owlie
23
portland, or

I slang tacos & burritos for a living, and the spurts in between I'm an avid beer enthusiast delving into contemplations of all my what if's and what for's.

Mixing and mastering are parts of the recording process that confuse a lot of people. If you’re recording an album that you plan to sell, a good mixing and mastering job is a must. If you’re recording a demo you might be able to get away without mastering. Here’s the difference:

  • Mixing - Mixing is basically tinkering with everything you have recorded to complete your songs. You’ll do things like drop in effects, adjust fader, EQ your tracks and so on. Think of mixing as putting the puzzle together. You’re putting together the parts of what you have recorded, making sure everything hangs together right, and putting some finishing touches on things. When you’re done mixing your songs, you should pleased with the way the song sounds and feel confident that you don’t need to add anything musically.

  • Mastering - Mastering is adding sparkle and shine to your music. In a very basic sense, when you master your album, you’re making sure that song one doesn’t blow out the speakers while song two is barely audible - in other words, you want the levels of the songs to be similar and you want a general sense of cohesiveness to your recording.

Does that explanation of mastering sound a little vague? That’s because it is. Apart from correcting obvious differences in volume for each song, mastering is an incredibly subjective process. In some ways, when it comes to mastering, you either have the golden touch or you don’t. For this reason, although there are programs that will help you master your recording yourself, paying to have it done professionally is a good investment if you plan on releasing your recording.

If you’re planning on using your recording for a demo, mastering is not an absolute must. Mixing, on the other hand, is something you should make an effort to get done. You don’t have to have a professional mix, but you should try to give your songs at least a rough mix when possible. Unlike mastering, you can do mixing at home. It requires practice and time, but you can get the job done with some dedication.

Mixing and mastering are parts of the recording process that confuse a lot of people. If you’re recording an album that you plan to sell, a good mixing and mastering job is a must. If you’re recording a demo you might be able to get away without mastering. Here’s the difference:

  • Mixing - Mixing is basically tinkering with everything you have recorded to complete your songs. You’ll do things like drop in effects, adjust fader, EQ your tracks and so on. Think of mixing as putting the puzzle together. You’re putting together the parts of what you have recorded, making sure everything hangs together right, and putting some finishing touches on things. When you’re done mixing your songs, you should pleased with the way the song sounds and feel confident that you don’t need to add anything musically.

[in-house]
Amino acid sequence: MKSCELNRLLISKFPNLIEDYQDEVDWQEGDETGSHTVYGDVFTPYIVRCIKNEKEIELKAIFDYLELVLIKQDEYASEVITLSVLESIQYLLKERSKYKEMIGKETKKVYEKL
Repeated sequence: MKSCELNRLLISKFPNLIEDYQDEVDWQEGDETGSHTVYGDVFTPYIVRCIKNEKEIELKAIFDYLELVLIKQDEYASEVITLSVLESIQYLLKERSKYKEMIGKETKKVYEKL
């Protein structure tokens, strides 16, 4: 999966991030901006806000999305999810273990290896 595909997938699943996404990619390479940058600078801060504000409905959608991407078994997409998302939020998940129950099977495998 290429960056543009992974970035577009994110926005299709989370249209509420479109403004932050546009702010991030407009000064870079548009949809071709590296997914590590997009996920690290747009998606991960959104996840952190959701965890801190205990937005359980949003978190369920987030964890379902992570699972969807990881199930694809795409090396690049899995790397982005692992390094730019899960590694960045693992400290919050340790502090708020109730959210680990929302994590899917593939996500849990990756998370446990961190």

• Mastering - Mastering is adding sparkle and shine to your music. In a very basic sense, when you master your album, you’re making sure that song one doesn’t blow out the speakers while song two is barely audible - in other words, you want the levels of the songs to be similar and you want a general sense of cohesiveness to your recording.

Does that explanation of mastering sound a little vague? That’s because it is. Apart from correcting obvious differences in volume for each song, mastering is an incredibly subjective process. In some ways, when it comes to mastering, you either have the golden touch or you don’t. For this reason, although there are programs that will help you master your recording yourself, paying to have it done professionally is a good investment if you plan on releasing your recording.

If you’re planning on using your recording for a demo, mastering is not an absolute must. Mixing, on the other hand, is something you should make an effort to get done. You don’t have to have a professional mix, but you should try to give your songs at least a rough mix when possible. Unlike mastering, you can do mixing at home. It requires practice and time, but you can get the job done with some dedication.

Posted on December 23rd at 6:16 PM
Has a total of: 31 Notes

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    I should keep this posted in the studio
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